The Shapes of Railway Networks
I made this post on another site a while ago, and I really like it, so I thought I’d replicate it here. If you happen to know the original post, I couldn’t find the original images I had anymore, so I recreated them, and as a result they’re slightly different. But I think that shouldn’t matter to much.
The basic idea here is that you can tell a lot about a country and in particular its history during the 19th and early 20th century by its railway network. So let’s do that. And the best way to do that is by looking at the incredibly detailed open-source world railway map OpenRailwayMap, a part of the OpenStreetMap project. I really recommend it! Note, though, that some relevant rail lines aren’t shown at the zoom levels I’m using here, sometimes it’s a bit wonky. But anyway, let’s start with one of my favorite examples of how railway networks differ:
At this zoom level the site sadly only shows incomprehensible internal abbreviations rather than city names, so let me explain: What we have here are France and Germany, along with some of the UK and Italy, some of various neighbouring countries and all of Switzerland, Belgium and Luxembourg.
France and Germany are the ones that I find the most interesting, because the shapes of their networks are so different. Not only is the german one much more dense, but you can see completely different patterns.
In France, the job of railroads is to bring people to Paris (PLY, short for Paris Gare de Lyon) The lines stretch out into every part of the country, but almost all of them converge onto mainlines going into Paris. You can see some lines along the coasts and the borders, and there is a medium distances circle around Paris (passing MZ, DN, TO, short for Metz, Dijon, Tours). This whole pattern is known as the Legrande Star, after Baptiste Alexis Victor Legrande, the french government official who designed it. His goal was to provide great access to Paris, the nation’s undisputed political, cultural and economical centre. A couple of decades later, Charles de Freycinet added plans to connect all departments to the railway network, but he still followed the idea that the ultimate goal of almost every rail line was Paris. And so it was, and largely remained. Even the high speed lines, in red, follow this pattern to this day.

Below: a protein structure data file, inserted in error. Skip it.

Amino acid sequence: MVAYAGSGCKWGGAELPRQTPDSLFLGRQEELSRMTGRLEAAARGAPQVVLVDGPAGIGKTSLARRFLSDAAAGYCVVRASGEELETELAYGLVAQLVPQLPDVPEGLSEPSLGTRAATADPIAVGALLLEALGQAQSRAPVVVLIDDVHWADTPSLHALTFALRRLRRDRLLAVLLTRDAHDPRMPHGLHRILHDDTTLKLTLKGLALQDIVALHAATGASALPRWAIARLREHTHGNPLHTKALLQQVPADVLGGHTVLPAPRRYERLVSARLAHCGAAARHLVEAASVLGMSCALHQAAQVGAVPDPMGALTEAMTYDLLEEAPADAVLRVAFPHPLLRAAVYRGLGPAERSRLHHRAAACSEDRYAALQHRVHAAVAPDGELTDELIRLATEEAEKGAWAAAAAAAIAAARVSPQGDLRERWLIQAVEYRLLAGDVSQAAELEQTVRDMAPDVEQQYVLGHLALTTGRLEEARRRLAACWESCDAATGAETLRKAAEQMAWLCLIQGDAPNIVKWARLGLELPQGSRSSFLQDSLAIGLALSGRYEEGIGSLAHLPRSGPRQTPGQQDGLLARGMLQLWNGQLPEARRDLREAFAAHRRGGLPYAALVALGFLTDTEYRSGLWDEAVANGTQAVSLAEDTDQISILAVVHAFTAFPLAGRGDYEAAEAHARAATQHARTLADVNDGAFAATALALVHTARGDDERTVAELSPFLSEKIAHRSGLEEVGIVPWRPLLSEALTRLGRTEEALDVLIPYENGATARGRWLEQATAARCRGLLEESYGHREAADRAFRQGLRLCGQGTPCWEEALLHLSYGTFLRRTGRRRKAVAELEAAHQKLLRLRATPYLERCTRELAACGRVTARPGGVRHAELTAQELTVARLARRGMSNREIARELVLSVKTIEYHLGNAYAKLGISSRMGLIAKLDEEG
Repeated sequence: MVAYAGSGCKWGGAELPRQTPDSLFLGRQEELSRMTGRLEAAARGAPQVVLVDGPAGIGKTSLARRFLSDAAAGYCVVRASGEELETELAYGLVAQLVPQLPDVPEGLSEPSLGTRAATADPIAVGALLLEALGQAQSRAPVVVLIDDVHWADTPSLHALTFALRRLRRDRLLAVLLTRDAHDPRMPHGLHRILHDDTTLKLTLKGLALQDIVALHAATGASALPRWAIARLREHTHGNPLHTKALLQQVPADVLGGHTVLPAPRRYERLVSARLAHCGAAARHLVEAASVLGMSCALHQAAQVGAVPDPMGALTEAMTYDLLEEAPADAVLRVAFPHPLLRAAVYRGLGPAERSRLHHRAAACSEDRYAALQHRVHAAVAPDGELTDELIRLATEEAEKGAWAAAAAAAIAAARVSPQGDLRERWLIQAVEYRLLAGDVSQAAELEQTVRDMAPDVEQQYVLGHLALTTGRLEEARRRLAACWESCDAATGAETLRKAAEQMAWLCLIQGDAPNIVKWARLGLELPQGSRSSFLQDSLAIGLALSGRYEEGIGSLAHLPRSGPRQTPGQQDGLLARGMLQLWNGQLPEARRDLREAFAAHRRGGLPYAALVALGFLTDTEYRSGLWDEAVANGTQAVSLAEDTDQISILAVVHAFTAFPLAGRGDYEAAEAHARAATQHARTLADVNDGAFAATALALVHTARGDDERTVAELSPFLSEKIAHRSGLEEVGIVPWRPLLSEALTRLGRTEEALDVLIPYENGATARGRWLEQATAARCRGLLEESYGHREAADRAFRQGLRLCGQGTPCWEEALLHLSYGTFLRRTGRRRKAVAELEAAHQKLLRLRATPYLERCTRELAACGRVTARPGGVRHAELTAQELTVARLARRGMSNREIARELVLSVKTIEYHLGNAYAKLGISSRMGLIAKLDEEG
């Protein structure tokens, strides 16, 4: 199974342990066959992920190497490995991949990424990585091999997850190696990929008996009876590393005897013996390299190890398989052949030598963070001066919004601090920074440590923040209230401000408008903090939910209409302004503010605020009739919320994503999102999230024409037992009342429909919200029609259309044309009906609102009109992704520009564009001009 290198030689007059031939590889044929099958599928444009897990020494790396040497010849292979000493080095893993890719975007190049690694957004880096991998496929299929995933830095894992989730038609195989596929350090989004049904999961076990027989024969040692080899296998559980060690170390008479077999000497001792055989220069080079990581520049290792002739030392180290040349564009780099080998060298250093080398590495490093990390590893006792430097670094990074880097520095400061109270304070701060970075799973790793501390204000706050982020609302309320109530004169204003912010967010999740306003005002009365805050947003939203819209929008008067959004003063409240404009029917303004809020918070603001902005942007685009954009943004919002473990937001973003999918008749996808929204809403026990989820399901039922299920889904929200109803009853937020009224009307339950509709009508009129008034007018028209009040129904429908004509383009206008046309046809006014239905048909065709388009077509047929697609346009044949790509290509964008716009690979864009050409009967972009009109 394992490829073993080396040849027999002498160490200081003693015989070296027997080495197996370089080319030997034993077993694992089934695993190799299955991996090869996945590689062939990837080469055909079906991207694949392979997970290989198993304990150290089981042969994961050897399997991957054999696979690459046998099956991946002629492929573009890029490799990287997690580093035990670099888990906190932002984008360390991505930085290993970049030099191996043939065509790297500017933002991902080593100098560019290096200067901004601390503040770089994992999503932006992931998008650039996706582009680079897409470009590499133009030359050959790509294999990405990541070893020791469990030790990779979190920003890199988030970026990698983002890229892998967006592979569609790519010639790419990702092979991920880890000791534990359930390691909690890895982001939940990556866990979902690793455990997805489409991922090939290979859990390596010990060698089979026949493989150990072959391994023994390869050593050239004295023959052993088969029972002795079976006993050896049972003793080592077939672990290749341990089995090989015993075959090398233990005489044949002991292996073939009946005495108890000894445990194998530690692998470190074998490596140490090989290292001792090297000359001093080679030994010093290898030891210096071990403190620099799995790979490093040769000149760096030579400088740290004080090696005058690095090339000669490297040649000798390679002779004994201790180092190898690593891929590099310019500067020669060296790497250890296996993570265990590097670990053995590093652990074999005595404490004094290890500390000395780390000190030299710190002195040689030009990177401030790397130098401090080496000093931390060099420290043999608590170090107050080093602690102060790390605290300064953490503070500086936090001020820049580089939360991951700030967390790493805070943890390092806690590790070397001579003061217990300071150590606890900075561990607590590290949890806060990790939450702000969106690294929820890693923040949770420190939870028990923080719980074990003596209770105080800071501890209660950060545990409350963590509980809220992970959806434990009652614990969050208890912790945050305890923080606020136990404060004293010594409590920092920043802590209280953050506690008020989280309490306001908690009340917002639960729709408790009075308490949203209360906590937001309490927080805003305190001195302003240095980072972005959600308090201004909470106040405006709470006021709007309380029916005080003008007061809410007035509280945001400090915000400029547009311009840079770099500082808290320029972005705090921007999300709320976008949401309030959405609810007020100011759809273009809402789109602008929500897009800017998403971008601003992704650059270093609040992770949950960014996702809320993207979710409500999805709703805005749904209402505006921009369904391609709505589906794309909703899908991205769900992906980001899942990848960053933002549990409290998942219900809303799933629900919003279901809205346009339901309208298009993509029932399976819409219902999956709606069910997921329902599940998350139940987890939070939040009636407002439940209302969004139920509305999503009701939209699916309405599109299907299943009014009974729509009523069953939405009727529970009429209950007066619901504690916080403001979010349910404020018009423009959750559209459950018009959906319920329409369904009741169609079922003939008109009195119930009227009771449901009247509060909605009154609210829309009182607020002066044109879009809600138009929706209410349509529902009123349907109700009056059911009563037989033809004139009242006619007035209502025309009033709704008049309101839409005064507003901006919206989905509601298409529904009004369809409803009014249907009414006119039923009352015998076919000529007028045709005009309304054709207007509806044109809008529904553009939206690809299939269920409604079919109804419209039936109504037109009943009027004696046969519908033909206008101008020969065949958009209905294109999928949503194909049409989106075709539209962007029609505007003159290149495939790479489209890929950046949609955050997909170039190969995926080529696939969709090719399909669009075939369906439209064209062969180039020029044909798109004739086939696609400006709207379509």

A result is that you will have to go to Paris whether you want to or not. Lille-Strasbourg? You’re going through Paris. Bordeaux-Dijon?
You’re going through Paris, and get to make your own way from Gare Montparnasse to Gare de Lyon on the Metro (and it isn’t even a direct metro, you have to change trains). It’s a massive detour but it’s not like you have a choice.
Even if there is a direct TGV or a connection outside the main stations of Paris, you’re still ending up very much near Paris; the difference is just that you’re not going via the city centre, but rather via Disneyland. Legrande wanted to bring people to Paris; he was less concerned about connecting other places with each other.
Now compare Germany, and you will see a network that is more dense, but most importantly, utterly chaotic. You can see hints of a France-like star around Berlin (BSPD, short for Berlin Spandau, which isn’t the most important station but what can you do), but it’s really only dominating its immediate surroundings, the region of Brandenburg. You can see vague hints of a similar star around Hamburg (AHAR; don’t ask) or Munich (MH), but also a massive tangle around the Rhine-Ruhr industrial area (around KD), or around the Frankfurt am Main area (FF). Red high speed lines are essentially random. Some of them do go to Berlin, sure. But many, like the one from Cologne to Frankfurt (KD to FF) or the one from Hanover (HH) south, do not.